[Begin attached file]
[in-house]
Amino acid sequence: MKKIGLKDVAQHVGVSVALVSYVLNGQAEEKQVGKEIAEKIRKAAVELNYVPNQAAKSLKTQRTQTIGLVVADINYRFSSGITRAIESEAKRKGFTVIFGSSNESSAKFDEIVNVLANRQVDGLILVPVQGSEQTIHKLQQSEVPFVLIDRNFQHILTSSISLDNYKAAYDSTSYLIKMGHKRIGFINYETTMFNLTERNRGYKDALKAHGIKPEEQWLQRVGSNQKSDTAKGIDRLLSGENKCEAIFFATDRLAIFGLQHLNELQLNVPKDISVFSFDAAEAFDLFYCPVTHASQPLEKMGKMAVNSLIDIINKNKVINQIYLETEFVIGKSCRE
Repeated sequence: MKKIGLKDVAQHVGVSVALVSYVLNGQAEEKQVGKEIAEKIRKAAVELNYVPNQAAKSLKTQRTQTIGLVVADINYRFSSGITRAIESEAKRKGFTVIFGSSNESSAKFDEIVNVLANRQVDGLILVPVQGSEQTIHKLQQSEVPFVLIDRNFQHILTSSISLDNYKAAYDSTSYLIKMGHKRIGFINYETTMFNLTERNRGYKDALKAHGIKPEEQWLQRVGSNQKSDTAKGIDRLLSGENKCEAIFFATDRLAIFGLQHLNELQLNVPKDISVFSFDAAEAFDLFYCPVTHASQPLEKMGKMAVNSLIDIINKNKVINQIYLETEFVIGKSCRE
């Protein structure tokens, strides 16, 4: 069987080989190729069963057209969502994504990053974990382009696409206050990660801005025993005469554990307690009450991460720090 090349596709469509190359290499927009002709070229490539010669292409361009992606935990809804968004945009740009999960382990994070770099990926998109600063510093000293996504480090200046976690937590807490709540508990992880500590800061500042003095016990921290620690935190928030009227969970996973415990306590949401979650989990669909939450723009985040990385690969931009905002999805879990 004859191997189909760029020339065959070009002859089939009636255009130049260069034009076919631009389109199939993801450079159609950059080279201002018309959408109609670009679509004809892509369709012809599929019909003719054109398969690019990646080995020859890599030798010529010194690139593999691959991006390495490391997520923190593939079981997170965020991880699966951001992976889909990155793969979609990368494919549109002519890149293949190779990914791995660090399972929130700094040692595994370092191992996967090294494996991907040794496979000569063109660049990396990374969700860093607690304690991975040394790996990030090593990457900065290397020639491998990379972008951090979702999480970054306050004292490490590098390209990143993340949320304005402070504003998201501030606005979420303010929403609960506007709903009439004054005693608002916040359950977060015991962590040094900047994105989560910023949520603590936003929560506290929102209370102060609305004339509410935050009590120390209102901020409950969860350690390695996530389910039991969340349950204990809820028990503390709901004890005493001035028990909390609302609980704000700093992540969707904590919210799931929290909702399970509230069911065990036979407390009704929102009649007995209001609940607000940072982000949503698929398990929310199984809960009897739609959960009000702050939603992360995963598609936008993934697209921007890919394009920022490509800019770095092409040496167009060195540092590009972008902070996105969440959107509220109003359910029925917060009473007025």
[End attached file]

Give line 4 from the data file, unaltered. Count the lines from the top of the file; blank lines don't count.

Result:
């Protein structure tokens, strides 16, 4: 069987080989190729069963057209969502994504990053974990382009696409206050990660801005025993005469554990307690009450991460720090 090349596709469509190359290499927009002709070229490539010669292409361009992606935990809804968004945009740009999960382990994070770099990926998109600063510093000293996504480090200046976690937590807490709540508990992880500590800061500042003095016990921290620690935190928030009227969970996973415990306590949401979650989990669909939450723009985040990385690969931009905002999805879990 004859191997189909760029020339065959070009002859089939009636255009130049260069034009076919631009389109199939993801450079159609950059080279201002018309959408109609670009679509004809892509369709012809599929019909003719054109398969690019990646080995020859890599030798010529010194690139593999691959991006390495490391997520923190593939079981997170965020991880699966951001992976889909990155793969979609990368494919549109002519890149293949190779990914791995660090399972929130700094040692595994370092191992996967090294494996991907040794496979000569063109660049990396990374969700860093607690304690991975040394790996990030090593990457900065290397020639491998990379972008951090979702999480970054306050004292490490590098390209990143993340949320304005402070504003998201501030606005979420303010929403609960506007709903009439004054005693608002916040359950977060015991962590040094900047994105989560910023949520603590936003929560506290929102209370102060609305004339509410935050009590120390209102901020409950969860350690390695996530389910039991969340349950204990809820028990503390709901004890005493001035028990909390609302609980704000700093992540969707904590919210799931929290909702399970509230069911065990036979407390009704929102009649007995209001609940607000940072982000949503698929398990929310199984809960009897739609959960009000702050939603992360995963598609936008993934697209921007890919394009920022490509800019770095092409040496167009060195540092590009972008902070996105969440959107509220109003359910029925917060009473007025």